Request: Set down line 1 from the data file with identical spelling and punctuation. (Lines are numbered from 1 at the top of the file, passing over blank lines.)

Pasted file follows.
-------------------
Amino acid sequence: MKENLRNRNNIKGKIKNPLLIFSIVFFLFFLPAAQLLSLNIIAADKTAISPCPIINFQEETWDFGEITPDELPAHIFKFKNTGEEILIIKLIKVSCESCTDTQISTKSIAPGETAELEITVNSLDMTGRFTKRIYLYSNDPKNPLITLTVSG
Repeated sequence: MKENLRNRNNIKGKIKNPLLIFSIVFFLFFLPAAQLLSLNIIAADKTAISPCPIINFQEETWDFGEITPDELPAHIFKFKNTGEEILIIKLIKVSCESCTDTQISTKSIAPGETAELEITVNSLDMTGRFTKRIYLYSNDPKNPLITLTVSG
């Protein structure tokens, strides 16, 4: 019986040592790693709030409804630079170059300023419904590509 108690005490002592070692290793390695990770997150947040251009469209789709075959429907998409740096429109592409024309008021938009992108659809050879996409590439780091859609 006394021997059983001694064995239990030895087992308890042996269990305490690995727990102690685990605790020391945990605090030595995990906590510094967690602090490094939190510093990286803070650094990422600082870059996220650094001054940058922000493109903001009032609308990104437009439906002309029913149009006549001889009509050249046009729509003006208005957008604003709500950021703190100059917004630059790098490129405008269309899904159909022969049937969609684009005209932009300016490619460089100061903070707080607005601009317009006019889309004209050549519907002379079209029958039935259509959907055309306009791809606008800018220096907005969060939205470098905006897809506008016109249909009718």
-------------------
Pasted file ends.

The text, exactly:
Amino acid sequence: MKENLRNRNNIKGKIKNPLLIFSIVFFLFFLPAAQLLSLNIIAADKTAISPCPIINFQEETWDFGEITPDELPAHIFKFKNTGEEILIIKLIKVSCESCTDTQISTKSIAPGETAELEITVNSLDMTGRFTKRIYLYSNDPKNPLITLTVSG